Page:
Bukhara: A Gem of History, Beauty, and Literature
Bukhara: A Gem of History, Beauty, and Literature
BUKHARA, Uzbekistan – On the eve of the 12th session of tourism ministers of the Organization of the Islamic Countries (OIC) in Khiva, Uzbekistan, we had this opportunity to tour some historical cities and monuments of Uzbekistan in collaboration with the Tourism Committee of Uzbekistan which was in charge of organizing the journalists and the event and Mr. Sultanov Sherzod Ikromogli, the deputy head of the committee, was in charge of leading the group of journalists in this unforgettable and dreamy visit to this country.

Bukhara: A Gem of History, Beauty, and Literature

TEHRAN (Iran News) Words sometimes stumble in narrating the beauties and breath-taking scenes but what I reflect from this visit is just a small reflection and one cannot imagine these beauties unless he visits them in person.

Nestled in the heart of Uzbekistan, Bukhara stands as a testament to the splendor of Central Asian history and culture. This ancient city, with its rich tapestry of historical landmarks, architectural marvels, and literary traditions, has captivated scholars, travelers, and poets for centuries.

Bukhara’s history stretches back over two millennia, making it one of the most storied cities in the world. It served as a major center of trade, culture, and learning on the Silk Road, connecting the East and West. The city’s strategic location made it a melting pot of various cultures and civilizations, including Persian, Mongol, and later Islamic influences.

The Samanid Dynasty: One of the most illustrious periods in Bukhara’s history was during the Samanid Dynasty (9th-10th centuries). Under the rule of the Samanids, Bukhara flourished as a cultural and intellectual hub. The dynasty’s emphasis on scholarship and the arts led to the city becoming a renowned center for Islamic learning.

Mongol Invasion and Timurid Renaissance: The city faced devastation during the Mongol invasion in the 13th century. However, it experienced a renaissance under the Timurid Empire in the 14th and 15th centuries. The Timurid rulers, particularly Timur (Tamerlane), invested heavily in the reconstruction and beautification of Bukhara, bringing it back to prominence.

Bukhara is home to some of the most exquisite examples of Islamic architecture, many of which are UNESCO World Heritage Sites.

The Ark Fortress: This massive fortress, dating back to the 5th century AD, served as the residence of Bukhara’s rulers for centuries. Its walls have witnessed numerous battles and political events, making it a symbol of the city’s enduring strength.

Kalon Minaret and Mosque: One of the most iconic landmarks of Bukhara, the Kalon Minaret, built in 1127, is an architectural masterpiece. Standing at 47 meters tall, it was spared by Genghis Khan during his invasion due to its impressive stature. The adjacent Kalon Mosque, with its vast courtyard and intricate tile work, further enhances the spiritual and aesthetic appeal of the site.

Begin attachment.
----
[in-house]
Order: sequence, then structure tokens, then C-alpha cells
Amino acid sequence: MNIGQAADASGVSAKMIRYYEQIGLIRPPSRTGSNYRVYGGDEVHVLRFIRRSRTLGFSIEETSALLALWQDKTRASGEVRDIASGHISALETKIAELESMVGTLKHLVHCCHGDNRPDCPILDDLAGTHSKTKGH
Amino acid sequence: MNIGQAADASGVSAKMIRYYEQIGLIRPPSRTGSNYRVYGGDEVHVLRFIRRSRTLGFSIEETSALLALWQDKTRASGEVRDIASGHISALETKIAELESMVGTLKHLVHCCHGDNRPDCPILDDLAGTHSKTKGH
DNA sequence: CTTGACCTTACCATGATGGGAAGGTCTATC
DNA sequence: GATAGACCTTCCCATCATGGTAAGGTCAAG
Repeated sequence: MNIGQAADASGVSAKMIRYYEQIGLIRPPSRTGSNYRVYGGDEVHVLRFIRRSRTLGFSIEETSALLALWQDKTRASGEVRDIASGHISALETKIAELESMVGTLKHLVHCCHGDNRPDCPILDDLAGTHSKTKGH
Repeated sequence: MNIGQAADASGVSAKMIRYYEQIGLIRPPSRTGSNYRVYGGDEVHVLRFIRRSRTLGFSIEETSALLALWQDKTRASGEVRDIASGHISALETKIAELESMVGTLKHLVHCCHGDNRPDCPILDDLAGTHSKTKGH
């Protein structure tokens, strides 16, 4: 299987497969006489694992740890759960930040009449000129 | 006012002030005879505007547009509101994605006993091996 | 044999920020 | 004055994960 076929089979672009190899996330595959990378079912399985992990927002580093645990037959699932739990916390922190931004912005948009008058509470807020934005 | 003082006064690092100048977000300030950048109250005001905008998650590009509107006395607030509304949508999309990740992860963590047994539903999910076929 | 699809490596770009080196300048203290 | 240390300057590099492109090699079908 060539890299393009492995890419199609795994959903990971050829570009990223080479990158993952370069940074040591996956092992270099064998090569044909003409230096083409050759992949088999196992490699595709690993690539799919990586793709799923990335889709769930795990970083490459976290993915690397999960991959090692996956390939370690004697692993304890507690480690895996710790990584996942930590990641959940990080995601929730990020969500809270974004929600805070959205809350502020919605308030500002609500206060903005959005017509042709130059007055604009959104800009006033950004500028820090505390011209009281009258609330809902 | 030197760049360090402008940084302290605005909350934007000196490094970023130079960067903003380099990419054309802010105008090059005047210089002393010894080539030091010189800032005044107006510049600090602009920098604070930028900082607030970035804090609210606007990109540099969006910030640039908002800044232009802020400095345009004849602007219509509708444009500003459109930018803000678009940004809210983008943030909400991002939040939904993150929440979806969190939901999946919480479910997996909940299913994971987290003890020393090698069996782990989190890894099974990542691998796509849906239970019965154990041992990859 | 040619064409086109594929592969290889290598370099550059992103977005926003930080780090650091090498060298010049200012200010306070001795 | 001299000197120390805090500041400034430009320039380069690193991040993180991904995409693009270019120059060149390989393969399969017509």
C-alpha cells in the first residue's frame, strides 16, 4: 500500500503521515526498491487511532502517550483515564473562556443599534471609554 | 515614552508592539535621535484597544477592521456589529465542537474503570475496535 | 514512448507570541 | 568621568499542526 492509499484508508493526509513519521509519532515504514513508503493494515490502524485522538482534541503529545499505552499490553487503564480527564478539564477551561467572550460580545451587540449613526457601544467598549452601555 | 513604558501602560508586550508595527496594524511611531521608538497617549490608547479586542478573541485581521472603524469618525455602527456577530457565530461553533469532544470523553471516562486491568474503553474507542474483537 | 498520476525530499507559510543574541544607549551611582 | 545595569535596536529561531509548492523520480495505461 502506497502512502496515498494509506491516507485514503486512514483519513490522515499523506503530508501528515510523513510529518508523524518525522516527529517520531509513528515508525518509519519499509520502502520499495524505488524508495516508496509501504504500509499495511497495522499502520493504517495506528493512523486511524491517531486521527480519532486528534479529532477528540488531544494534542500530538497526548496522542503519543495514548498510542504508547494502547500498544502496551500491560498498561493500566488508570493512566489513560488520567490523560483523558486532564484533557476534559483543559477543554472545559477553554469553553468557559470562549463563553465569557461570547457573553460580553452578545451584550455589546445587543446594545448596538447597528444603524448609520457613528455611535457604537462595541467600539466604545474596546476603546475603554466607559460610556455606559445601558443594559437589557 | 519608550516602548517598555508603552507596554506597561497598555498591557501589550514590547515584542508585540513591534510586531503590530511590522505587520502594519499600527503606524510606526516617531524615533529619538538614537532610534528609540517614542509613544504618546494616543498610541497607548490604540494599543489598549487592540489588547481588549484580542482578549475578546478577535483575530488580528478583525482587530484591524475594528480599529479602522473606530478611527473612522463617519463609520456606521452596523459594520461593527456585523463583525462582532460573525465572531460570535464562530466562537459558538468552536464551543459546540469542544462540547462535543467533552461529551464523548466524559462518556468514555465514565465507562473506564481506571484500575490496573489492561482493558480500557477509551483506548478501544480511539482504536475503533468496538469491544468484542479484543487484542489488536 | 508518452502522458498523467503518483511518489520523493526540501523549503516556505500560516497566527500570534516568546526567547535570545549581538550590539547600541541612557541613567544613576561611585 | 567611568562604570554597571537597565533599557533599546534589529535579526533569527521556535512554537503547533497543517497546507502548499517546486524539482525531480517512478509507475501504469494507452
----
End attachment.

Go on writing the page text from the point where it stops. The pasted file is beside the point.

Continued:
The Lyab-i Hauz Ensemble: This charming area, built around one of the few remaining hauzes (pools) in Bukhara, is a tranquil oasis. The surrounding buildings, including the Kukeldash Madrasah and the Nadir Divan-Begi Madrasah, showcase the city’s architectural splendor.

Bukhara has also been a cradle of literary and intellectual achievement. The city’s libraries and madrasahs attracted scholars, poets, and philosophers from across the Islamic world.

Al-Bukhari: Another towering figure in Islamic scholarship is Muhammad al-Bukhari, a native of the city. He is best known for compiling “Sahih al-Bukhari,” one of the most authentic collections of hadith (sayings of the Prophet Muhammad). His meticulous work has been revered in Islamic tradition for over a millennium.

Bukhara’s cultural heritage is also reflected in its spiritual significance. The city is dotted with numerous mosques, madrasahs, and mausoleums that highlight its role as a spiritual center.

The Baha-ud-Din Naqshbandi Complex: This site is dedicated to Baha-ud-Din Naqshband, the founder of the Naqshbandi Sufi order. The complex, which includes a mosque, madrasah, and mausoleum, is a pilgrimage site for many Sufis and reflects the spiritual heritage of Bukhara.

Today, Bukhara continues to enchant visitors with its well-preserved historical sites and vibrant cultural scene. Efforts to restore and maintain its architectural heritage have made it a popular destination for tourists seeking to experience the allure of the Silk Road.

Bukhara’s bazaars, filled with traditional crafts, textiles, and spices, offer a glimpse into the city’s rich artisanal traditions. The annual Silk and Spice Festival celebrates this heritage, bringing together artisans, performers, and visitors from around the world.

Bukhara, with its blend of historical depth, architectural beauty, and literary brilliance, remains a jewel of Central Asia. Its legacy as a center of trade, culture, and learning continues to inspire and attract people from all corners of the globe. As one strolls through its ancient streets and marvels at its timeless monuments, the city’s past comes alive, offering a profound connection to the history and culture of the region.

This city can be a hub for attracting tourists who are in love of turning the pages of the history and it can be a source of income for tourism industry of Uzbekistan which is blooming now.